Pros of a single monitor
A large single monitor with high resolution is an excellent choice for improved productivity if one has limited desk space and/or budget. Some of the advantages of a large single display are discussed here.
- Focus attention. One of the best researched articles on the benefits of a single monitor was written by Cory House. House’s contention is “Humans can only focus on one thing at a time,” and multiple displays are distracting, and cites Cal Newport’s work on “Deep Work.”
- Virtual desktop. Managing desktops beyond the limitations of a physical display is an excellent technique to organize groups of windows and make them easily access. Virtual desktops were invented at Xerox PARC in the 1980s (called Rooms), and the concept was copied by Apple on the Mac, and by Microsoft in Windows 3.x. Microsoft (called the Virtual Desktop Manager) Several other operating systems (e.g., Unix, Linux, etc.) and third-party utilities have also introduced virtual desktops. In 2015, Microsoft made a native virtual desktop capability in Windows 10. A virtual desktop allows the user to open several applications and files simultaneously and park them in the task bar. There they can be quickly opened up and made the main application or document on the screen.
- Big enough but not too big. A large (> 27-inch) medium resolution (> HD) monitor is a fine compromise, and is often referred to as “Good enough.”
As with all technical products from automobiles to smartphones, no single solution is going to be the “one size fits all” panacea for everyone. Therefore, advocacy of a particular solution is suspect, even mine for multiple displays.
Cons of multiple monitors and/or large screen
As with any concept there will be opportunities, and criticisms of it, and multiple and/or large single monitors are no exception. However, some of the criticisms seem specious and contrived. Nonetheless, I’ve listed some of them here and my opinions about them.
- Too many choices creates choice anxiety. Having lots of screen space can make you less productive because of the choices you are confronted with. American psychologist Barry Schwartz contends in his 2004 book, “The Paradox of Choice,” that decision fatigue is a real problem. Sometimes, more is less (he presented the concepts at his TED talk in 2005). In the book, he explores the stress people feel when confronted with ample opportunity, and the regret that follows from choosing poorly. He also cites the loss of presence (why am I doing this when I could be doing that?), and our raised expectations (with so many options, why settle for less?). “Choice has made us not freer but more paralyzed, not happier but more dissatisfied,” says Schwartz. Which of course is counter-intuitive to the concepts that the way to maximize freedom, is to maximize choice.” Schwartz’s book was discussed by social scientist, economists, and phycologists, and in November 2009, Tim Harford published a piece in the Financial Times, saying that, “offering lots of extra choices seems to make no important difference either way.” And is 2013, Derek Thompson published an article in The Atlantic titled “More Is More: Why the Paradox of Choice Might Be a Myth.” Although these discussions are interesting in a social science realm, they don’t really apply (or shouldn’t apply) in the case of a personal workspace. It would be just as logical to say having a small desk that will only hold one book or folder, because that is all you can read at a single setting. Or, there shouldn’t be a pan-shots of a sports field because you should only look at the ball. If one can’t focus on a given document or file when several others are on the screen(s) at the same time, then that is a personal issue of poor concentration. However, the productivity of wide screens and/or multi-screens, comes from having quick access to associated and supporting information for the task at hand. It’s like having a tool box open near you, even though you are only using one tool at a time.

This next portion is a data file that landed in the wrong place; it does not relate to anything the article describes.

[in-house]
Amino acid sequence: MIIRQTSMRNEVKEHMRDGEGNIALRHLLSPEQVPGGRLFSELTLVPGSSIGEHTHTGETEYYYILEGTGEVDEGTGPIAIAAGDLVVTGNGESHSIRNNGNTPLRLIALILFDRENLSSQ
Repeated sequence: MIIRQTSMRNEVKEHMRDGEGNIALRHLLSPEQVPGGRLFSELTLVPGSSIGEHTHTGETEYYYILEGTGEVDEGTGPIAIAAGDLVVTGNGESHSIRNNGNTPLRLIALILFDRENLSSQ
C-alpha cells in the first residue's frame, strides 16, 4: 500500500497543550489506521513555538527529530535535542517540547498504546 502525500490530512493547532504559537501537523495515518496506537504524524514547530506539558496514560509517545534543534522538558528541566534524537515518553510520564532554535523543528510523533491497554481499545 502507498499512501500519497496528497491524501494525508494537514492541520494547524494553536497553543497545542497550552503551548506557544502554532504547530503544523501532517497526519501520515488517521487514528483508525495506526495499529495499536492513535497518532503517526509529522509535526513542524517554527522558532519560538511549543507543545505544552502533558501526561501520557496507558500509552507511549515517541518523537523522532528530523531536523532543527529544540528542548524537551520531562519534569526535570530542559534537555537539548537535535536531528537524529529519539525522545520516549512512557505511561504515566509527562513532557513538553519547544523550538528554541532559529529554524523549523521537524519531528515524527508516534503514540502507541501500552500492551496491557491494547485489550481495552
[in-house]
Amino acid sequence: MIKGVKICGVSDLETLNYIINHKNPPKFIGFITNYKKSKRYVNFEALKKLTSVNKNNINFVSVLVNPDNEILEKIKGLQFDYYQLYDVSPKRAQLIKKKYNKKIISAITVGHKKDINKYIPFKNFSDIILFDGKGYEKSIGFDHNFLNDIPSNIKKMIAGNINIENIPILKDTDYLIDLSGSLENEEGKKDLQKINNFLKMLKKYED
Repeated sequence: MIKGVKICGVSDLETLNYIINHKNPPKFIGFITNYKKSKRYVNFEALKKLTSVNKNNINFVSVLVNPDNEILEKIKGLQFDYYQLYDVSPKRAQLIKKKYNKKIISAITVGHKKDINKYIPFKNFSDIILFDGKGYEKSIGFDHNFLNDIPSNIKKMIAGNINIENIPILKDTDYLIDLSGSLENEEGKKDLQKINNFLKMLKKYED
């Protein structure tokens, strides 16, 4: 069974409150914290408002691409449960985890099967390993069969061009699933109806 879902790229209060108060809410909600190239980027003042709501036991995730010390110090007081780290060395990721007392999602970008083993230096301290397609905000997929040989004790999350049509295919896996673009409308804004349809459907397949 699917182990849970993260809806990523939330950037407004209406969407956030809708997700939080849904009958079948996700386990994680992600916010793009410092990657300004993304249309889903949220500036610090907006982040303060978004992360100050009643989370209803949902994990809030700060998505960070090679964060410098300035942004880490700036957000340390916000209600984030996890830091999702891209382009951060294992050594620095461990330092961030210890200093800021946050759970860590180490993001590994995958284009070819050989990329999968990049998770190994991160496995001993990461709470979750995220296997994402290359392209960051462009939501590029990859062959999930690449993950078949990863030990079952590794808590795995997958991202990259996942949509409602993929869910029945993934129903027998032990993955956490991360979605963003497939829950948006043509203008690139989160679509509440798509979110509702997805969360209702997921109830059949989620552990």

- Too many documents are distracting. Having lots of screen space can make you less productive due to all the open windows, applications, browsers, files, and documents distract your attention from your primary task.
- Too much moussing around needed. Another criticism of a large, or multiple displays, is the amount of mouse movement needed to get from one document or file to another. Some proponents of single (and smaller) displays contend the amount of cursor movement required actually takes longer than switching between virtual desktops. That is an interesting premise and one that could be tested in a time-and-motion study (and beyond the scope of this report). The difference would be the time it takes to mouse left or right to the other document needed, vs. moussing down to the task bar and then clicking on the application or desired document. I wrote a book many years ago on graphical user interfaces and graphic standards, and in it described the various ways being developed to get more information, in a convenient, useful, and accessible manner on a single screen (and at the time, a 19-inch 1280 × 1024 screen was considered the biggest and best). Virtual desktops were the solution, and various companies developed schemes to provide it. It was (and still is) a work-around to the problem of limited screen size and resolution.
In the Introduction, I mentioned my second axiom, “The more you can see, the more you can do.” My first axiom (1981) is: